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Cherokee missing in the Channel, 2/4/22

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Cherokee missing in the Channel, 2/4/22

Old 2nd Apr 2022, 21:43
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Cherokee missing in the Channel, 2/4/22

Sadly a Cherokee Arrow went missing in the Channel today, somewhere between Hastings and Bolougne. Coast Guard still searching...
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Old 2nd Apr 2022, 21:50
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Reported as out of Wellesbourne

Rescue teams search English Channel after plane flying from UK goes missing (msn.com)
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Old 2nd Apr 2022, 22:24
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Hope they were wearing full thermal wetsuits? If such things are mandatory nowadays... And if they were able to ditch...

Excuse the topic drift, how coincidentally... was posting in another topic minutes ago about an 'aviation trauma' of mine, when my mind was drifting to the English Channel... ages ago, early spring, back from Shannon, being forced, thank the Gods, to weather divert to Lydd Ferryfield io. Calais. Uneventful SRA, relaxed post flight refuelling & some paperwork, when the somewhat startled refueling guy called the PIC and myself (as studentPM), back to show the fuel uplift figures.... And yes, we had bright orange things, in the baggage compartment of the C172, what we called back then life jackets.... How utterly stupid one can be.... Pure luck and bad weather made me get as far as this keyboard.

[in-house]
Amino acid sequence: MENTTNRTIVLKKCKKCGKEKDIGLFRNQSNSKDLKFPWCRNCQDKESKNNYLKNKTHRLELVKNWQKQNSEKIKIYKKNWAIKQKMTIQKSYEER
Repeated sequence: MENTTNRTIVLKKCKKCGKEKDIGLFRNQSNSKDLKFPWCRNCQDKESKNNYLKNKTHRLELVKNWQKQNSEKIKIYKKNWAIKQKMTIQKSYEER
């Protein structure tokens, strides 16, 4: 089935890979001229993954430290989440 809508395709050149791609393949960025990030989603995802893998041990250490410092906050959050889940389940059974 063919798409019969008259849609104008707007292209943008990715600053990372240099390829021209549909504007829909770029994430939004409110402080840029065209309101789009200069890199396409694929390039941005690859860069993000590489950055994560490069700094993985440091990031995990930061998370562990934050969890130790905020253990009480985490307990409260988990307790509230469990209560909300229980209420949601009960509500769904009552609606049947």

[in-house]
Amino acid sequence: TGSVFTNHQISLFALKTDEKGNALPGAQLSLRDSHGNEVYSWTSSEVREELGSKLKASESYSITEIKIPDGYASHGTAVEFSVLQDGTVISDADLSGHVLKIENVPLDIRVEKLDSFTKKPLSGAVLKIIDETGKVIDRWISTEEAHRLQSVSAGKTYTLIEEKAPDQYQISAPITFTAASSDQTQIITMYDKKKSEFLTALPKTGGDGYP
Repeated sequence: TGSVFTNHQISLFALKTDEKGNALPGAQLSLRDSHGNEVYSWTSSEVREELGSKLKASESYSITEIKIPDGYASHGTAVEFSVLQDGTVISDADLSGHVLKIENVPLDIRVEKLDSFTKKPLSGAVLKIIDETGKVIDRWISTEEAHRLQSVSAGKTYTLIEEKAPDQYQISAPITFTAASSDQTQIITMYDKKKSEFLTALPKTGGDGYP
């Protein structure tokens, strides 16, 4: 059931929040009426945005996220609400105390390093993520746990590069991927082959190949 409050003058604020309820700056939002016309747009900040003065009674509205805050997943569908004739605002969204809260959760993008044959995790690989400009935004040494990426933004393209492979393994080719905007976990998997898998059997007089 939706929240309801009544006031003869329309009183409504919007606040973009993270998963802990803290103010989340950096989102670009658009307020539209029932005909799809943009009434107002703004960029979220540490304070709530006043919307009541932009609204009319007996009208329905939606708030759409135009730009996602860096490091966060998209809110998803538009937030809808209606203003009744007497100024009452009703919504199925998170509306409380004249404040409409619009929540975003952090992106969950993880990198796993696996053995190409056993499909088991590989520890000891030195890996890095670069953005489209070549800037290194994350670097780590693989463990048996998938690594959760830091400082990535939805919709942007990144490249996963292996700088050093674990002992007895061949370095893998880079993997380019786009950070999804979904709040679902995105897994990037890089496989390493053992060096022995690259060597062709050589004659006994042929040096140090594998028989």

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Old 2nd Apr 2022, 22:37
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Looks like the S&R teams are heading home
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Old 2nd Apr 2022, 22:55